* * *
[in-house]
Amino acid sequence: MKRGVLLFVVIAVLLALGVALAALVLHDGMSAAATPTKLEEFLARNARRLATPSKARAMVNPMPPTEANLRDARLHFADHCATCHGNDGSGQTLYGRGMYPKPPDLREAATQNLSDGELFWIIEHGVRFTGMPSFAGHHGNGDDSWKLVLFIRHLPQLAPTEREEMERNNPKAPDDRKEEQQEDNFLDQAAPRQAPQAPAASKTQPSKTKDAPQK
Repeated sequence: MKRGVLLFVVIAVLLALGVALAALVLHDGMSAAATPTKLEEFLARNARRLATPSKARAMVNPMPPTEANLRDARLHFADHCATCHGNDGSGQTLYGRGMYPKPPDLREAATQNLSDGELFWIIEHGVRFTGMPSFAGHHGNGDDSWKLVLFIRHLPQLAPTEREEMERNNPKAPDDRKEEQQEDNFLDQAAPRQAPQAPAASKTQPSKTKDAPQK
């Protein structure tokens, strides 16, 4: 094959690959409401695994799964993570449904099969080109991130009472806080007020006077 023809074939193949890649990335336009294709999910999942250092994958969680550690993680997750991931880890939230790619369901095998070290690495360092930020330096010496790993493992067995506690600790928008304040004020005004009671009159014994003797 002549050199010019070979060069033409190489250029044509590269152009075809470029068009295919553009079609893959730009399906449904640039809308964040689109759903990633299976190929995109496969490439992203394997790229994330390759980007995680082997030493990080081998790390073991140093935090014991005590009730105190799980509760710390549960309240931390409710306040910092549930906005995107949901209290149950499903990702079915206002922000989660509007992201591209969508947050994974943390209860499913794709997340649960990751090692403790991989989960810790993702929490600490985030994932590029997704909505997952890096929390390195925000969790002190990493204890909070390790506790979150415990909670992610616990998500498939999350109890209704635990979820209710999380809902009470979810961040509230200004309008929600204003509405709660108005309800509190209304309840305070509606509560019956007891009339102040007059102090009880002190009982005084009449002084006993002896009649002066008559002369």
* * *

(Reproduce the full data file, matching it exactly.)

[in-house]
Amino acid sequence: MKRGVLLFVVIAVLLALGVALAALVLHDGMSAAATPTKLEEFLARNARRLATPSKARAMVNPMPPTEANLRDARLHFADHCATCHGNDGSGQTLYGRGMYPKPPDLREAATQNLSDGELFWIIEHGVRFTGMPSFAGHHGNGDDSWKLVLFIRHLPQLAPTEREEMERNNPKAPDDRKEEQQEDNFLDQAAPRQAPQAPAASKTQPSKTKDAPQK
Repeated sequence: MKRGVLLFVVIAVLLALGVALAALVLHDGMSAAATPTKLEEFLARNARRLATPSKARAMVNPMPPTEANLRDARLHFADHCATCHGNDGSGQTLYGRGMYPKPPDLREAATQNLSDGELFWIIEHGVRFTGMPSFAGHHGNGDDSWKLVLFIRHLPQLAPTEREEMERNNPKAPDDRKEEQQEDNFLDQAAPRQAPQAPAASKTQPSKTKDAPQK
């Protein structure tokens, strides 16, 4: 094959690959409401695994799964993570449904099969080109991130009472806080007020006077 023809074939193949890649990335336009294709999910999942250092994958969680550690993680997750991931880890939230790619369901095998070290690495360092930020330096010496790993493992067995506690600790928008304040004020005004009671009159014994003797 002549050199010019070979060069033409190489250029044509590269152009075809470029068009295919553009079609893959730009399906449904640039809308964040689109759903990633299976190929995109496969490439992203394997790229994330390759980007995680082997030493990080081998790390073991140093935090014991005590009730105190799980509760710390549960309240931390409710306040910092549930906005995107949901209290149950499903990702079915206002922000989660509007992201591209969508947050994974943390209860499913794709997340649960990751090692403790991989989960810790993702929490600490985030994932590029997704909505997952890096929390390195925000969790002190990493204890909070390790506790979150415990909670992610616990998500498939999350109890209704635990979820209710999380809902009470979810961040509230200004309008929600204003509405709660108005309800509190209304309840305070509606509560019956007891009339102040007059102090009880002190009982005084009449002084006993002896009649002066008559002369």